Anthony van Dyck
Famed Baroque portraitist Anthony van Dyck was admitted to the Painter's Guild of Antwerp at the age of nineteen. He trained for two years as an assistant in the studio of Peter Paul Rubens before gaining his own international renown.
Van Dyck specialized in elaborate Baroque portraits of aristocrats. His use of color and rendering of fabrics was influenced by Venetian painters Titian, Paolo Veronese, and Giovanni Bellini. In 1630, van Dyck was appointed Court Painter to the Archduchess Isabella, and in 1632, was knighted and appointed Court Painter by King Charles I of England.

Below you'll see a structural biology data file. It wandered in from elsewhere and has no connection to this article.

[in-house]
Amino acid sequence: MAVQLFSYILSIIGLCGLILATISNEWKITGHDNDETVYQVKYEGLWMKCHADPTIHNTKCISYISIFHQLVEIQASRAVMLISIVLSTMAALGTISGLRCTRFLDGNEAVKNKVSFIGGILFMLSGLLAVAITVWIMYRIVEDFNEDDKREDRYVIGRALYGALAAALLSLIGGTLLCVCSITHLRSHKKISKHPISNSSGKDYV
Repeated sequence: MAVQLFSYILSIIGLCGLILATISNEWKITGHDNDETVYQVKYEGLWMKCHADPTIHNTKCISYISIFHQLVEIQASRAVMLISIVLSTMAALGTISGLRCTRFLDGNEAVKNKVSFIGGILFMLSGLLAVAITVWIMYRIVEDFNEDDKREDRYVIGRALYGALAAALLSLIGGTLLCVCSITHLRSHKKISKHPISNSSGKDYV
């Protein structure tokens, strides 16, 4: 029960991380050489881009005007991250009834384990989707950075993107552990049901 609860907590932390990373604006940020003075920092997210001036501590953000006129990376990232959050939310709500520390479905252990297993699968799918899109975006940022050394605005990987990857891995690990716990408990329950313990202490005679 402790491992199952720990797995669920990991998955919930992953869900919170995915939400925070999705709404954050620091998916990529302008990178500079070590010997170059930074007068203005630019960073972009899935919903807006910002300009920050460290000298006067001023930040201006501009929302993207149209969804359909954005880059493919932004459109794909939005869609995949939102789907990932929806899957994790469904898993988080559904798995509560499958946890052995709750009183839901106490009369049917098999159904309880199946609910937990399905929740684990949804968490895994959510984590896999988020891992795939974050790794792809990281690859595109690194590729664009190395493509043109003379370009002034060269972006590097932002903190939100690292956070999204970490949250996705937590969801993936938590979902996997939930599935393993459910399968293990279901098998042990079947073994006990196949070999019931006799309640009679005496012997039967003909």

In addition to his success in painting, van Dyck worked in the graphic arts and produced many drawings and some engravings. His first published set of prints, "The Iconography," was published posthumously in 1645. Eighteen of the portraits of contemporary figures included in this collection were etched by the artist himself. More often, van Dyck had engravers working under his supervision. He provided them with detailed preparatory work of either drawings or oil sketches that would direct the image the engraver worked into the print matrix. Engravers' proofs were then edited and approved by the artist.